SanTus Slotted Screwdriver 2.4(-) ST363
Two-color precision screwdriver series
Front end special
High material chrome vanadium steel
Special non-slip plastic material
Material and A.B.S resistance
Plastic two-color manufacturing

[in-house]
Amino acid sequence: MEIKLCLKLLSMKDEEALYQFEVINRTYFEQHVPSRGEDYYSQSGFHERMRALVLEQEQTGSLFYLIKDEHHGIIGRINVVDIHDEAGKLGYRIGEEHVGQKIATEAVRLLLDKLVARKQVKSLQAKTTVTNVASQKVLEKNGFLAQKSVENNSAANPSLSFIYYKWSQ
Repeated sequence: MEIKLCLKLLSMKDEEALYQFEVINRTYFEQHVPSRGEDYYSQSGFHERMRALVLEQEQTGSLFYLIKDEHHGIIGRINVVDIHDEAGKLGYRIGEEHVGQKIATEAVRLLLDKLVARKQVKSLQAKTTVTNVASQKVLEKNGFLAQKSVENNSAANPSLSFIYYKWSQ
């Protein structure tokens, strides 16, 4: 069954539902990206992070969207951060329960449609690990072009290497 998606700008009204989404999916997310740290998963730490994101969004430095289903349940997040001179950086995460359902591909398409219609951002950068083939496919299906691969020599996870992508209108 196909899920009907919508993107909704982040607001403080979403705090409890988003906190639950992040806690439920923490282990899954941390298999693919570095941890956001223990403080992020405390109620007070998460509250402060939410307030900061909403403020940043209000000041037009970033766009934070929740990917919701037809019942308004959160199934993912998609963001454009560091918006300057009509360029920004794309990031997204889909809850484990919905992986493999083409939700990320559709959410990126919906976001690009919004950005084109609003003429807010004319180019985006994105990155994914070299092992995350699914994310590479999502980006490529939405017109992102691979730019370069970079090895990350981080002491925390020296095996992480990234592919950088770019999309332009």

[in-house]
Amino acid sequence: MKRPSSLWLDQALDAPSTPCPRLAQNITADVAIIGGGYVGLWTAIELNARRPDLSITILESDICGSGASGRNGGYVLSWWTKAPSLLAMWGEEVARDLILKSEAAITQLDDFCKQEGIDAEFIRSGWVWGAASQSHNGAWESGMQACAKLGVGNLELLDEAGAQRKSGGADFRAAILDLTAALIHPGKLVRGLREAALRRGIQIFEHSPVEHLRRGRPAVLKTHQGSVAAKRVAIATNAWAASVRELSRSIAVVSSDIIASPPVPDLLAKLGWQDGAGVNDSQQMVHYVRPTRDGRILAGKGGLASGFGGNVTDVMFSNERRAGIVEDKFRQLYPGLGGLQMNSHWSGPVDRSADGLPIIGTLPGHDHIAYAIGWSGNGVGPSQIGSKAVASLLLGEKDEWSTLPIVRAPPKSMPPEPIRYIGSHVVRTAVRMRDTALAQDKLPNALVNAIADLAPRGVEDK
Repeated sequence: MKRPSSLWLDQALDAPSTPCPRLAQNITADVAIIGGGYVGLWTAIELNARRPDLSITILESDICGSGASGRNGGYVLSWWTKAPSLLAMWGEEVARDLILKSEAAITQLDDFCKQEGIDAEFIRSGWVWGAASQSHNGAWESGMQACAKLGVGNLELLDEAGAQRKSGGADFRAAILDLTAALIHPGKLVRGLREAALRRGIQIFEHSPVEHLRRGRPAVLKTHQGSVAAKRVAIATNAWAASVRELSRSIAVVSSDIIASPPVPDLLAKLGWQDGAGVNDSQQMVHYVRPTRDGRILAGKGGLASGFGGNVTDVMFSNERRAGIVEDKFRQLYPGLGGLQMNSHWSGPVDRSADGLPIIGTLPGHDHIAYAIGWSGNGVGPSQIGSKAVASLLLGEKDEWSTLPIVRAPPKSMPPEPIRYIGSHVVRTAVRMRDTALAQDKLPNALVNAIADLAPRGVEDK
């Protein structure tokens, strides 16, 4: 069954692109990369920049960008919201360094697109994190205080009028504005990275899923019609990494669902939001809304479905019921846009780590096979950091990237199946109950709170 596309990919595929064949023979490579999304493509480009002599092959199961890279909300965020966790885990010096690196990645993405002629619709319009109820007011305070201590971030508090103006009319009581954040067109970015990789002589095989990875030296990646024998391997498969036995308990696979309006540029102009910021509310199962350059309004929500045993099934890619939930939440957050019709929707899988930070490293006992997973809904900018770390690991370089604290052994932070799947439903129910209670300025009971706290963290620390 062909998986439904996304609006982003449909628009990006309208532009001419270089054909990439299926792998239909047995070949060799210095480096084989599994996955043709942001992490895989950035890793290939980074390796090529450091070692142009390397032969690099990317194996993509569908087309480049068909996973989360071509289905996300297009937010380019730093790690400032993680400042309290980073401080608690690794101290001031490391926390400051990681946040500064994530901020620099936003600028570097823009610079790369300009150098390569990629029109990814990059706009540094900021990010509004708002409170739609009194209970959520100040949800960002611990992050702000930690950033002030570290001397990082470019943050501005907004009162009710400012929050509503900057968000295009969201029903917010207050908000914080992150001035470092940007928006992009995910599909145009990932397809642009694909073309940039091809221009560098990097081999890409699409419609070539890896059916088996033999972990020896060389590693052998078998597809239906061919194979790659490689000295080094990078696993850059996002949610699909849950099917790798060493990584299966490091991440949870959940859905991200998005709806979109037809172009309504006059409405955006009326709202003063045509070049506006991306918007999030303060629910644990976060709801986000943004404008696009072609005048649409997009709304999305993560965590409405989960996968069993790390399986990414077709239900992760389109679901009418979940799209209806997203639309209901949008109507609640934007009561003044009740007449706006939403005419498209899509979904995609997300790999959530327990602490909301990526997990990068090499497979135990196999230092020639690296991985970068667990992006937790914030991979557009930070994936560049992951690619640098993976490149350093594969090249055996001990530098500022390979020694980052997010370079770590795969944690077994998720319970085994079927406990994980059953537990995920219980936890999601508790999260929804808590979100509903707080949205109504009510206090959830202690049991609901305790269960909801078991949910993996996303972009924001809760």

The slot screw drive has a single slot in the fastener head and is driven by a “common blade” or flat-bladed screwdriver. It was the first type of screw drive to be developed, and for centuries it was the simplest and cheapest to make. Uniquely among common drives, it is straightforward to manufacture a slot head or drive by hand. The slotted screw is commonly found in existing products and installations, and is still used in some simple carpentry, and applications where little torque is needed. It is used in restoration of old and antique furniture, vehicles and equipment. However, it is not well suited to installation with power tools, because a power driver tends to slip out of the head, potentially damaging the screw and surrounding material. For this reason, cruciform and other drives have replaced it in most applications. The tool used to drive a slot is called a common blade, flat-blade, slot-head, flat-tip or flat-head / flathead screwdriver. A hollow-ground screwdriver is less likely to “cam out” (leave the slot due to torque being translated into an axial force), so more torque can be applied without damaging the screw head. Flat-blade jewelers’ screwdrivers and the tips found in 1⁄4-inch or 6.4-millimeter drive sets are generally hollow-ground. Note that it is this typical chisel shape which allows 9 screwdrivers to drive 24 different slotted screw sizes, at the expense of fitting as a hollow ground screwdriver would, and increasing the possibility of damaging the fastener or surrounding area.